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totem pole
Dr. Chesney Ramage erected this 24-foot totem pole on a hill overlooking Fairmont in the early 1940s, where it stood until 1984. Photograph by John Champ Neeley.

Chesney’s Totem Pole

Tribute to a Fairmont Landmark

By Raymond Alvarez


On a warm fall afternoon in 1965, my freshman civics class at Fairmont Senior High was made more interesting by the prospect of an after-school hike to see a famous landmark — a totem pole located atop View Avenue. The trek was organized by classmate Jack Lindsay, who claimed it was a unique and interesting artifact, located on a hill overlooking all of the downtown area. Not being that familiar with Fairmont, as I was a bus student from the northern outskirts of town, I decided to tag along, figuring I could catch the City Lines bus to Meredith Springs later that day. Besides, I had never seen a totem pole up close and in person, and I felt honored to be included in the adventure.

As Marion County students, we knew a little about the Native Americans from our area, mostly nomadic Shawnee tribes who followed the rivers to fertile hunting grounds. We were taught that the name of the river that formed at Fairmont came from an Indian term meaning “caving banks.” We also learned that an Indian mound once existed near 2nd Street and Fairmont Avenue on the former site of the second campus of Fairmont Normal School. The ancient mound and the Victorian structure housing the normal school were long gone, as a modern post office and federal building was constructed on that site by the 1940's. Fairmont Normal School became known as Fairmont State Teachers College when the new campus was constructed at its present-day site on Locust Avenue in the mid-1920's. The college yearbook became known as The Mound in reference to the historic site of days long gone. However, I never knew a totem pole still existed in the town. This was news to me.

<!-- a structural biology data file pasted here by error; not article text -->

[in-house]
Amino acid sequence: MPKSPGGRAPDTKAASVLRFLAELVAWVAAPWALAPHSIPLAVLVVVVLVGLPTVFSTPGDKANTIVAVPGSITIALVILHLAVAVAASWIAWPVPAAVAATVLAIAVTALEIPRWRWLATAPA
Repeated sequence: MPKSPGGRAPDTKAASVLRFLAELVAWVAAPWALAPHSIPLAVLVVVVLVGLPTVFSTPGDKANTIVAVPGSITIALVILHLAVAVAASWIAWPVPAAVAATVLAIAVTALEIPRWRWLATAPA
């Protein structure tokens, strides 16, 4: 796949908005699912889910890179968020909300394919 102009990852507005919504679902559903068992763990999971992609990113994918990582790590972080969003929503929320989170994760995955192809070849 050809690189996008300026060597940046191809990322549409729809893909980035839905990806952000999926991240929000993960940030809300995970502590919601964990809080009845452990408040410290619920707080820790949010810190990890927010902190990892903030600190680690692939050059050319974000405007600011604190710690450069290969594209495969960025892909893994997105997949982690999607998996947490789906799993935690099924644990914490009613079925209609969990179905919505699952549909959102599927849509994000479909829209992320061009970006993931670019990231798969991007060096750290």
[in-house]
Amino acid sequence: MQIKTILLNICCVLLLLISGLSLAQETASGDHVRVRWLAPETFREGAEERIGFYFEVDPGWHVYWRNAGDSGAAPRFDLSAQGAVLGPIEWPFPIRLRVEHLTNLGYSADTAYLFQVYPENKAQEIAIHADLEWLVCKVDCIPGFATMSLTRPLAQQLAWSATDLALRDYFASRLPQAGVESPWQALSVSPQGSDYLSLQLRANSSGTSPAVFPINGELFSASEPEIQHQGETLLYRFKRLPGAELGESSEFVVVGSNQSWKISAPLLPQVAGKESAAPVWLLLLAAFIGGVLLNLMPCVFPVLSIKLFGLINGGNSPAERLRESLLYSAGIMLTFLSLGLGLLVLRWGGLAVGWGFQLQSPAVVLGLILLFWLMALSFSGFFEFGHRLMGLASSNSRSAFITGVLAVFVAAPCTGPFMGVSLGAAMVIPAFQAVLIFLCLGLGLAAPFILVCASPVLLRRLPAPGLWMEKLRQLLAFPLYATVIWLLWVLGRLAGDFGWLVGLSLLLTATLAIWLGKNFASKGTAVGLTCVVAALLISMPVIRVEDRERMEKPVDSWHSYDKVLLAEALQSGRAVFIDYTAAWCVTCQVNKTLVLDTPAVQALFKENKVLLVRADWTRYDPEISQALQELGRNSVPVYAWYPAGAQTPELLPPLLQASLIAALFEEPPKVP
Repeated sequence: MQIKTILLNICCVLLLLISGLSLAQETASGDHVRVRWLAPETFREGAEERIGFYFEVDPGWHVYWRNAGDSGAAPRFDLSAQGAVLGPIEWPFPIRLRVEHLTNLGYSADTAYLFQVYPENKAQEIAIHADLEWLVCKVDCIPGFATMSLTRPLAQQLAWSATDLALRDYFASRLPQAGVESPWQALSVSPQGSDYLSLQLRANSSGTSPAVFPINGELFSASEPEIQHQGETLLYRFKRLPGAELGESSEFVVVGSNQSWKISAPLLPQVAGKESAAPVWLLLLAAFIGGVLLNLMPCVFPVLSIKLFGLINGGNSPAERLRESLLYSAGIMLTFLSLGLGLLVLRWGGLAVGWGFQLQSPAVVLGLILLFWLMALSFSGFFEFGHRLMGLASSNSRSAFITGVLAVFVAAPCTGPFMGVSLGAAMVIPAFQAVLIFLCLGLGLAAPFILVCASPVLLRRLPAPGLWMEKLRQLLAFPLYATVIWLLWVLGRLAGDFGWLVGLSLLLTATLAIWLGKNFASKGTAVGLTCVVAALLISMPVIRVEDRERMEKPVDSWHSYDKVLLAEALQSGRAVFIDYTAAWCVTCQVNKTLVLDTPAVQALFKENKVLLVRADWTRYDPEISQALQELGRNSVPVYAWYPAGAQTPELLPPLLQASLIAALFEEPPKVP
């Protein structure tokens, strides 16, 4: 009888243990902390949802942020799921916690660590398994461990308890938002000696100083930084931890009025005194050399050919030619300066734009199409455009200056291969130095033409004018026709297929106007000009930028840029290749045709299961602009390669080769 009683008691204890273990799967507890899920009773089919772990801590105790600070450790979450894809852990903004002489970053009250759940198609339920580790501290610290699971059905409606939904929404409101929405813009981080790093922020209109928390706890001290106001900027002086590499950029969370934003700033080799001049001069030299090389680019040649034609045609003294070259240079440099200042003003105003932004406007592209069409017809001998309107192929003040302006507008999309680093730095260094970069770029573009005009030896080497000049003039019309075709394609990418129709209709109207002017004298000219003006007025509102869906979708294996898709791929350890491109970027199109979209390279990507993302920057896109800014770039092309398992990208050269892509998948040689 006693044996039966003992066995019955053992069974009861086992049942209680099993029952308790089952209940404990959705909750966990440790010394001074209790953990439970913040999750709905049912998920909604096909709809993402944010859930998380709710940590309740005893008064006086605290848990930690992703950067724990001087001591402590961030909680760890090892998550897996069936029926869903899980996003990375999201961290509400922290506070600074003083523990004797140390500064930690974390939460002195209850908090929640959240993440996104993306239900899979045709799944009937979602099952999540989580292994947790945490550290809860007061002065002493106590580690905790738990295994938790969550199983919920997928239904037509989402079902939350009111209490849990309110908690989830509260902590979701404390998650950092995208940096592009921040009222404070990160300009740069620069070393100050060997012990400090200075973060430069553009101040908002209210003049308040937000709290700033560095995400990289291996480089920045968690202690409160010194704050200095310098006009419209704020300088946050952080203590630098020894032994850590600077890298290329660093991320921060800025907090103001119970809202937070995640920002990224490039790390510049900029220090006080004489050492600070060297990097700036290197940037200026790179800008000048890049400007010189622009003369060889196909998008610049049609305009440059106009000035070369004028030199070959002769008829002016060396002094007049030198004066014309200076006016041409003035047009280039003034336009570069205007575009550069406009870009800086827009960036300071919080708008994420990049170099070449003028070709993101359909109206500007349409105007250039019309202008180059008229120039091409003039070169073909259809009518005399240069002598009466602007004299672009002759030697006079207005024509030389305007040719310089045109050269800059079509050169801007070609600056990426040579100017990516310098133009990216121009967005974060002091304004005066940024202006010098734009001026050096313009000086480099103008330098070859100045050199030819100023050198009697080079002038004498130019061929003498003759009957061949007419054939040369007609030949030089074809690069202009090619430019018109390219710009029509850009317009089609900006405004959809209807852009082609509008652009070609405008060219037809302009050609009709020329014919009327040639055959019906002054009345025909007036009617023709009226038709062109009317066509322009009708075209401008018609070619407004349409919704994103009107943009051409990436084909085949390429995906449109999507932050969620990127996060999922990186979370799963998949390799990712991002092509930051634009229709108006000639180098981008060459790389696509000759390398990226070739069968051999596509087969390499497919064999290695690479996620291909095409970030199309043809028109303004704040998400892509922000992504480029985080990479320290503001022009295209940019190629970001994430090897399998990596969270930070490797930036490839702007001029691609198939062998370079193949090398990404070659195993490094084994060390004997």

A highly energized Jack led a small group of freshmen boys from Oakwood Road across Locust Avenue to Bryant Street, where we climbed higher until we reached View Avenue. We hiked about a mile across View overlooking Watson Avenue, where some of the first prominent homes of Fairmont were constructed. We crossed over to Quarry Avenue, which ended at a private road called Circle Drive. Our destination, Jack explained, was right over a small rise. We ended up on the north side of the hill, and the vista of Fairmont was beautiful. From this wooded precipice, the city bustled below in a miniature collection of interconnected buildings and streets. All the trees on the surrounding mountains shone in gold, red, and russet colorings. We could see nearly all of East Fairmont on the other side of the meandering Monongahela River, beautiful and green, as light sparkled off the tiny ripples made by the warm breeze that sunny afternoon.

“There’s the totem pole,” Jack pointed out, interrupting my perusal of the town. When we got closer to inspect it, I wondered what kind of Indians erected such a thing.

“Is that Popeye?” I asked, gazing at one of the eight carved figureheads stacked along its 24-foot height. A woodpecker ignored us and chipped away on the face on the top. It was the likeness of Franklin D. Roosevelt. Despite its timeworn visage and faded coloring, it remained an imposing totem, but it was unlike anything I had ever seen in history books.


You can read the rest of this article in this issue of Goldenseal, available in bookstores, libraries or direct from Goldenseal.